Diocese finds success with first all-female retreat

CHAPIN — Karla Hoppmann, a college student who has been active in diocesan youth ministry for years, put her education to good use. She used her developing skills in public relations and advertising to convince Jerry White, director of youth ministry for the Diocese of Charleston, to have an all-female retreat for high school students.

On the weekend of Nov. 13-14, after months of preparation, the diocese blazed a new trail with its first all-female retreat at Our Lady of the Lake Church. Within weeks of its announcement, the retreat was filled.

“The weekend was an opportunity for our young women to form friendships with other faith-filled women and to be able to share with one another the unique experience of being a holy woman of God,” Hoppmann said.

The focus of the retreat was to challenge the girls to see themselves as God sees them. The topics covered were self-worth, self-image, chastity, relationships, and identity as Catholic young women.

Judi Nicks from St. Andrew Church in Clemson was a chaperone, and felt the retreat was a great idea.

“It is like a slumber party with close friends,” Nicks said. “The girls could be honest and not wear the mask they sometimes wear around the boys.”

Laura Linkowski, a participant and active member of the Youth Evangelization Team, said that she could express more of her feelings without having boys around, and others agreed.

To reinforce the weekend’s theme — “Tiaras and Tool belts” — participants made personalized tiaras as symbols that they are God’s princesses.

“It is from God that we get our self-worth and self-image,” said Hoppmann, who also led a talk on the negative influence of the media.

She showed a television segment about a person who had an “extreme makeover” that resulted in instant popularity. Hoppmann said that such programs are destructive because they do not show young women how to develop their inner beauty and appreciate their uniqueness, but instead emphasize a temporary and superficial beauty.

The girls also had opportunities to break out into small groups to discuss ideas from the general sessions and to work on group projects.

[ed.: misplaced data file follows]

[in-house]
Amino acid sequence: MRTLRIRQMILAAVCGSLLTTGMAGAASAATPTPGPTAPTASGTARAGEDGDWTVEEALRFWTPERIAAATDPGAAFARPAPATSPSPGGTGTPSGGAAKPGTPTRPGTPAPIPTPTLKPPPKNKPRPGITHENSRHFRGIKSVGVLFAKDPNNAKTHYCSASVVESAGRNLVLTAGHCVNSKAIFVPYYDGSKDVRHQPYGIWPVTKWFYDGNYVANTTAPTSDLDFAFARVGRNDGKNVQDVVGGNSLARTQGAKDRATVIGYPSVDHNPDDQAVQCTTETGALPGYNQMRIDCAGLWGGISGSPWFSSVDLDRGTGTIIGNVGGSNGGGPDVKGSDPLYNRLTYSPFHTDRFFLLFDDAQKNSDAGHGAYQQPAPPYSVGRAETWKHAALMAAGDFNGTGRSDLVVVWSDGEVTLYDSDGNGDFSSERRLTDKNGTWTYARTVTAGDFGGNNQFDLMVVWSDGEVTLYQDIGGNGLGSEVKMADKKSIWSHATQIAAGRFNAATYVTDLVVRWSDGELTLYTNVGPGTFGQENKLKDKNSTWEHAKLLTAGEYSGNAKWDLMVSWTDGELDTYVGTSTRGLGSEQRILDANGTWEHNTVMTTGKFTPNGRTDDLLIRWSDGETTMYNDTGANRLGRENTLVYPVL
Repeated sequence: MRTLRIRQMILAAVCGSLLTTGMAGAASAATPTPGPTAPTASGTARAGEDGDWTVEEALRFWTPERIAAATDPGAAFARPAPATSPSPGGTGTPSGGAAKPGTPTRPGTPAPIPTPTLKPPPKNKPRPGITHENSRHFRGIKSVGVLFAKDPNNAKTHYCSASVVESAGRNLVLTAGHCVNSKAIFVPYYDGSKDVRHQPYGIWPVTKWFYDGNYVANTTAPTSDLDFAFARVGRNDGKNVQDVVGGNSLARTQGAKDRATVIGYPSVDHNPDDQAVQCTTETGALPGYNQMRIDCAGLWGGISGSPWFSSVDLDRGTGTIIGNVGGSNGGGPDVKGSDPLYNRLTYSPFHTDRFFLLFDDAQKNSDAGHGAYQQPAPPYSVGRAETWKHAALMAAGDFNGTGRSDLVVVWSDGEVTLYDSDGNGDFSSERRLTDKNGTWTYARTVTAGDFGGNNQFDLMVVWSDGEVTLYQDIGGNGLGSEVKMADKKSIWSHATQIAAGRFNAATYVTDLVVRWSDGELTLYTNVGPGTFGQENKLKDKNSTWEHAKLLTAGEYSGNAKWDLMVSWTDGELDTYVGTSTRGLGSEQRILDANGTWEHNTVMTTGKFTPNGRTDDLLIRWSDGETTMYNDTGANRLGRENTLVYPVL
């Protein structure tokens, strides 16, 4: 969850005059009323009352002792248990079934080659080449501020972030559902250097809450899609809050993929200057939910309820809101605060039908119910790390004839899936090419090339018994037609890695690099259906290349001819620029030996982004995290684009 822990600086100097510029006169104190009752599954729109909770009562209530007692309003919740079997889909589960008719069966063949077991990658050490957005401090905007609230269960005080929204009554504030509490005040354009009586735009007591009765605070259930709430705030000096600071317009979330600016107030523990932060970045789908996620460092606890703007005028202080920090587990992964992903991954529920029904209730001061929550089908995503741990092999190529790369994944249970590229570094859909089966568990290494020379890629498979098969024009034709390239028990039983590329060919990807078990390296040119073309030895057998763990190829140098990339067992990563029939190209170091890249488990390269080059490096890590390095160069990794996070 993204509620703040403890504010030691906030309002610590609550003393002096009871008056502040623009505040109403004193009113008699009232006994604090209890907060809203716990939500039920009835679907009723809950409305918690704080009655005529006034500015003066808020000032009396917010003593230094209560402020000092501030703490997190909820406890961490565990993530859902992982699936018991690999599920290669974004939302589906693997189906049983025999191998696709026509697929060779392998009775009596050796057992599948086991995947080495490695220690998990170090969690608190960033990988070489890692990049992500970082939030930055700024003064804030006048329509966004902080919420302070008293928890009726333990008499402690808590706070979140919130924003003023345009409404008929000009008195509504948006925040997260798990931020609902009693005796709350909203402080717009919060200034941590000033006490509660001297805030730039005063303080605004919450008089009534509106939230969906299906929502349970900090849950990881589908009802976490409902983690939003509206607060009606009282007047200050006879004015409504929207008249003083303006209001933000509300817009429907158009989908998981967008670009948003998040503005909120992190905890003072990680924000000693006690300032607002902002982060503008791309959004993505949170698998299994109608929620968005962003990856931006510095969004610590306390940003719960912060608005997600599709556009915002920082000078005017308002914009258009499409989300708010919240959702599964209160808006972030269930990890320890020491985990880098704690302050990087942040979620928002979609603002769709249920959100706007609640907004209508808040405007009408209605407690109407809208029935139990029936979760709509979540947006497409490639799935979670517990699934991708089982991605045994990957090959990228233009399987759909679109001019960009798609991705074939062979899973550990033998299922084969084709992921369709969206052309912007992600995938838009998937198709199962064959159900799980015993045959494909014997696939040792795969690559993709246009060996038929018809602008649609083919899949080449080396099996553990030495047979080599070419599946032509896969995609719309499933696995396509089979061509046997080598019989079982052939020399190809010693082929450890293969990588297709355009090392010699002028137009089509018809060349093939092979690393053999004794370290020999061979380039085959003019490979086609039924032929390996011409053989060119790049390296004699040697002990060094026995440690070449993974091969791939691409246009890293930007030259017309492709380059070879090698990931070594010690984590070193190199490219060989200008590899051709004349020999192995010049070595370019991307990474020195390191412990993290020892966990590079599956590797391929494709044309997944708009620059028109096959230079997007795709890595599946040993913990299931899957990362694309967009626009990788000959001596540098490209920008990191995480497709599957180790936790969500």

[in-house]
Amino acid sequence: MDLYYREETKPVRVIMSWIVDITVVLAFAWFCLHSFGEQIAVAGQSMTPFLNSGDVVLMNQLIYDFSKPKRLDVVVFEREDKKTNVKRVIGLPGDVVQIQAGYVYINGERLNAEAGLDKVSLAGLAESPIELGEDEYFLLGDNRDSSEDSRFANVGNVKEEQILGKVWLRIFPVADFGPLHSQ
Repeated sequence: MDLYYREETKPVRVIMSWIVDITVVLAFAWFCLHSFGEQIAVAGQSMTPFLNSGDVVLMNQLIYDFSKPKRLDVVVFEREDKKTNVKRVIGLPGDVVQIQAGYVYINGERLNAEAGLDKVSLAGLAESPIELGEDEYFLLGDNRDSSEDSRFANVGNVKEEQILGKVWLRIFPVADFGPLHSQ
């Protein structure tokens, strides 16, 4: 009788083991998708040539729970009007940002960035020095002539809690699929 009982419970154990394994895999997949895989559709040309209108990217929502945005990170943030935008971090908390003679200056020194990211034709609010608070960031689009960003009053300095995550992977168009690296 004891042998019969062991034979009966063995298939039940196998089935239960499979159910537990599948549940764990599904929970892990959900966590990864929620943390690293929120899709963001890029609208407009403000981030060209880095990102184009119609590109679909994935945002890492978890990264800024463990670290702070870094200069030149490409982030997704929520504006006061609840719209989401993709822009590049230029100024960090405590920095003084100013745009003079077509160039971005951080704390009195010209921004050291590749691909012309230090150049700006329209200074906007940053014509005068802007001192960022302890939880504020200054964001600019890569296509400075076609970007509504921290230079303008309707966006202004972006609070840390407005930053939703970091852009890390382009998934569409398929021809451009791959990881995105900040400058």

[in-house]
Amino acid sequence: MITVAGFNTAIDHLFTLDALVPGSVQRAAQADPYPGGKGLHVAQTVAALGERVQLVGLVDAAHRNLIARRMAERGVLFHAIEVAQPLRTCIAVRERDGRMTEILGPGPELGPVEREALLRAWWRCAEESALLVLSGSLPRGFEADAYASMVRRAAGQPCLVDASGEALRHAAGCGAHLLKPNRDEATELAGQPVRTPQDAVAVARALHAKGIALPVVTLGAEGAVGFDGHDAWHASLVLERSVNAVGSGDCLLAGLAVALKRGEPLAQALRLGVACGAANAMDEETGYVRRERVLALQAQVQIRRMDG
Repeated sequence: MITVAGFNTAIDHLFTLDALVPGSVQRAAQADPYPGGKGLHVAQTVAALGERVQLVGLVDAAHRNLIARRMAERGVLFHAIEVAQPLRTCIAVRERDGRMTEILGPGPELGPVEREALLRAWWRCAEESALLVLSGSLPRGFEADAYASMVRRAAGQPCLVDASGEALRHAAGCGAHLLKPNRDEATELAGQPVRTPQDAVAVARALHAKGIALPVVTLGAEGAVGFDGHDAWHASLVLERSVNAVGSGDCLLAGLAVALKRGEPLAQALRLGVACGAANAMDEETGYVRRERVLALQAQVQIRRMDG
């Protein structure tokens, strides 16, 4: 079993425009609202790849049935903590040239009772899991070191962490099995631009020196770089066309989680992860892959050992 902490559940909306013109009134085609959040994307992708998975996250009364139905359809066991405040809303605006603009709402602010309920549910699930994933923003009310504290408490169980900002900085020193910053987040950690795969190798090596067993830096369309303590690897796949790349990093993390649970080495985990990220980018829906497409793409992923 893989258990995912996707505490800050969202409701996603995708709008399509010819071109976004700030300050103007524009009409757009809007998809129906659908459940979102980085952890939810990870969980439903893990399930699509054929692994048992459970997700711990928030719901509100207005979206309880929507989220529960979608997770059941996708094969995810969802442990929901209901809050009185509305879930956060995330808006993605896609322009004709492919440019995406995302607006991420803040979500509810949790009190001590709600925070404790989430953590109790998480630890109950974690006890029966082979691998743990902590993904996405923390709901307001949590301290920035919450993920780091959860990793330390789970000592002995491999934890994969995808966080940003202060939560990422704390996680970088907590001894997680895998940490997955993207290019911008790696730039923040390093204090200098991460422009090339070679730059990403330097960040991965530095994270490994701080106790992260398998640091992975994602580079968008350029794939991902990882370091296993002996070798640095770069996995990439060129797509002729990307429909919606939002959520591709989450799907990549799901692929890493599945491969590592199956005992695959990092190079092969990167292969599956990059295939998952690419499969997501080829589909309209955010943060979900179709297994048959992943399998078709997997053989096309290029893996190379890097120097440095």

The ladies left with a “tool belt” filled with symbols for virtues such as courage, modesty, chastity and patience. They were also reminded that they had the Bible and the sacraments as tools to help them stay committed and faithful Christians.

Joan White from St. James Church in Conway agreed to chaperone the event after being asked by her 20-year-old daughter, Meagan, one of the organizers. Although she did not have a youth participating this time, she was glad to help.

“These events have been an integral part of my children’s lives and have allowed them to make lasting friendships and molded them into the people they are today,” said White.

The St. Joseph Women’s Prayer Group from Columbia also assisted by preparing all of the meals for the weekend. One of the members present for the retreat was Hoppmann’s mother, Anne, who was proud of her daughter’s efforts.

Lisa Militello, a youth speaker from St. Joseph Church, gave a talk on healing the past.

“We hold on to past hurts and do not accept new life in Christ,” Militello said. “Holding on to pain can cripple your personality and make you isolate yourself.”

She gave four steps to healing:

Face your pain with people who support you. “If one falls down, his friend can help him up” (Ecc. 4:9-10).
Forgive people who hurt you — forgiveness is not a feeling, it’s a choice.
Find someone who needs you — help others.
Focus on the person who can fix you — Jesus.
Father Robbie Robinson, from St. Joseph Church, celebrated Mass the final day. During his homily, he told the young women to be strong because “by your perseverance your life will be preserved.”

“The world is a hard place to be a Christian. Sometimes your faith is all you have, and it’s all that holds you together,” the priest said. “Remember to hold onto Christ and be proud of your faith.”